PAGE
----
The International Bible Commentary

No one wants to see a 40-year-old man still acting like the high school football jock. It’s embarrassing. So why is it okay when it comes to our Christianity? Why do we allow ourselves to remain in spiritual infancy when we’ve been called to maturity? By continually going over the basics of Christianity, we essentially anchor ourselves to spiritual infancy. We become malnourished because, while we should be growing, we’re only feeding ourselves the bare necessities required to keep us alive.

Solid food is for those who are mature, who have trained themselves to recognize the difference between right and wrong and then do what is right.

Hebrews 5:14 (NLT)

Like giving solid food to a baby for the first time, the experience may not be the easiest, but it must be done if that baby is going to grow into an adult. Little by little, new foods are introduced that help a child grow and mature. Our faith works exactly the same. We’re not expected to go from milk to steak, but we do need to go through the difficult process of introducing new truths from the Word of God if we ever expect ourselves to grow.

We don’t have to make ourselves grow and mature, we just need to be sure we’re doing what we can to properly sustain ourselves through the process.

So, go ahead, let yourself get carried away. Just don’t forget to back your lunch.

Daily Bible reading: Jeremiah 51-52, Hebrews 6

Game day

I can’t remember how long it’s been since I last used a football analogy, but in my mind, one can never use them too often.

This weekend, I made a trip out to go see two of my nephews play football. As a part of their fundraising (and to clear out room in storage), the team is selling off old jerseys. Since I didn’t yet have any team apparel, I snagged one of these game-worn shirts. Immediately after putting it on, I noticed some pretty major differences between it and the other jerseys I own. While my fan jerseys are all pretty awesome, they’d be useless if I ever actually wanted to play the game of football. Unlike a game jersey, they have little stretch and absolutely no room for protective padding. It got me thinking about how we, as Christians, wear different shirts and expect results that we are unprepared for.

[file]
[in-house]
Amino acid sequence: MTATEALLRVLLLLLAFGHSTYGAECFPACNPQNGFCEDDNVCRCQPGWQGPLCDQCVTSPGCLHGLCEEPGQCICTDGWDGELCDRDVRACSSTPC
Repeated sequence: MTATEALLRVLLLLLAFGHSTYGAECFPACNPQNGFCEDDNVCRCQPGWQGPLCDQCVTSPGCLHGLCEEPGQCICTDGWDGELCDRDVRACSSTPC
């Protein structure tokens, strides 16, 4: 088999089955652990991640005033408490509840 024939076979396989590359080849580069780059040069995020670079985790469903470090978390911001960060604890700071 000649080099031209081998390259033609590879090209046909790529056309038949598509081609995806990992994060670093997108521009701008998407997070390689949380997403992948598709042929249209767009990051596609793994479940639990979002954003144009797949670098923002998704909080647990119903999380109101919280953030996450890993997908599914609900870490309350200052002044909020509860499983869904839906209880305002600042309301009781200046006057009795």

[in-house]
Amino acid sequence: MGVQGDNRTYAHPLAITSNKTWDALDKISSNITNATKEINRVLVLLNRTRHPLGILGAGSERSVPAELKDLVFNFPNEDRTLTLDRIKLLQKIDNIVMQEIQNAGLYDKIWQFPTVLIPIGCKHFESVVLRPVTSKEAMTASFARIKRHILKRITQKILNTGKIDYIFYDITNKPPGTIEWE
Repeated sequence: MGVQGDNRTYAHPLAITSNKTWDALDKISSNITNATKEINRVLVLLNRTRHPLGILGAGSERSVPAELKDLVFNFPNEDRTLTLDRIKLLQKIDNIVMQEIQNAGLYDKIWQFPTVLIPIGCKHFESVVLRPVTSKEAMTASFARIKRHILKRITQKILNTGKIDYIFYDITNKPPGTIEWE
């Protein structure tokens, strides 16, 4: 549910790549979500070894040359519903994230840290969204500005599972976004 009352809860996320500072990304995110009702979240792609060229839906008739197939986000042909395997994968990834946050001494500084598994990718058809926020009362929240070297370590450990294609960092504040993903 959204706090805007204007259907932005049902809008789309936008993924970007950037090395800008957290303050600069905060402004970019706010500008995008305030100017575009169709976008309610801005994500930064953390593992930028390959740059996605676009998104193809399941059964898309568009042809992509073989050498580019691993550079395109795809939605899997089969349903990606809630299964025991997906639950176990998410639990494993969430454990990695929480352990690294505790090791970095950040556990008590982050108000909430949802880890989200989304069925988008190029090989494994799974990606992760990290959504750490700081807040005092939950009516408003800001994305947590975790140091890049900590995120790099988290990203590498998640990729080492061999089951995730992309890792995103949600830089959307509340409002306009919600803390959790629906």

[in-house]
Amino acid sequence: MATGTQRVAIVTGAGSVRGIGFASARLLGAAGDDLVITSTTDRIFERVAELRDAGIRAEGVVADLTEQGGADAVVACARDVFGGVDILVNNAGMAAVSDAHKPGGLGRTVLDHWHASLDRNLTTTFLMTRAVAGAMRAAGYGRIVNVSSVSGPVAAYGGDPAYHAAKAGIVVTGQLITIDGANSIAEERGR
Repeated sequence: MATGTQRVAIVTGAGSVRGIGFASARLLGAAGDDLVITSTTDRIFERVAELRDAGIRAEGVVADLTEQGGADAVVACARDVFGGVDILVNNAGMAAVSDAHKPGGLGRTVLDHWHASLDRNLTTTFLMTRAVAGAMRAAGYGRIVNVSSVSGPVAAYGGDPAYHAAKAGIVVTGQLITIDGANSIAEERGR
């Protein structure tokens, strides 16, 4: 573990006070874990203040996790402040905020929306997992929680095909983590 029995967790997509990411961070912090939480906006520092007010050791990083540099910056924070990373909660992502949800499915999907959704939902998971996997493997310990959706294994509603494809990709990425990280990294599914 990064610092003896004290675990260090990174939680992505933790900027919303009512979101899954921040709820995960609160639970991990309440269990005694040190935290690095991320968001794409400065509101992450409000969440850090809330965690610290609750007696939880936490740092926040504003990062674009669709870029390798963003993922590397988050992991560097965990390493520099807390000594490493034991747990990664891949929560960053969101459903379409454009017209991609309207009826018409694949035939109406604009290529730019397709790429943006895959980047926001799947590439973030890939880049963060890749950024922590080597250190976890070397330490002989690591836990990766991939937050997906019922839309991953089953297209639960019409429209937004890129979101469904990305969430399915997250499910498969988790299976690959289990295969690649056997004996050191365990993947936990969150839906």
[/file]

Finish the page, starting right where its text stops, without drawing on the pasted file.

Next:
Now, I can go to Saskatchewan, wear my green and white jersey with a name and number on the back and tell everyone that I play for the Roughriders. But no one is going to believe me. I’m just a fan. It’s obvious. Or I can step out onto the field in my new gold and black jersey and claim I’m a Bear, but it’s quite plain that I’m not. This is how a lot of Christians are. They get saved and become fans of the faith. It’s alright. They follow the rest of the team and wear the team shirt when it suits them, but they’re not team players. They aren’t equipped.

Then we have the armchair quarterbacks. You know, those people who wear the game jersey ballooning out across their shoulders. There’s room for equipment, but it’s not there. They know the playbook and the rulebook and are more than willing to tell everyone else how to play the game, but are again, ill equipped to actually get in there and do it themselves.

We also have those like my nephew, with both the playbook and rulebook memorized, game jersey on—filled out with a full set of pads, early to every practice, in every play, learning every position. This is how we are all supposed to be—eager to get on the field at every opportunity. And, if we’re not playing, we should be coaching—showing those with less experienced how to get things done.

Paul was Timothy’s coach. Paul had been in the game for a while and was raising up the next team to take his place on the so-called field of faith.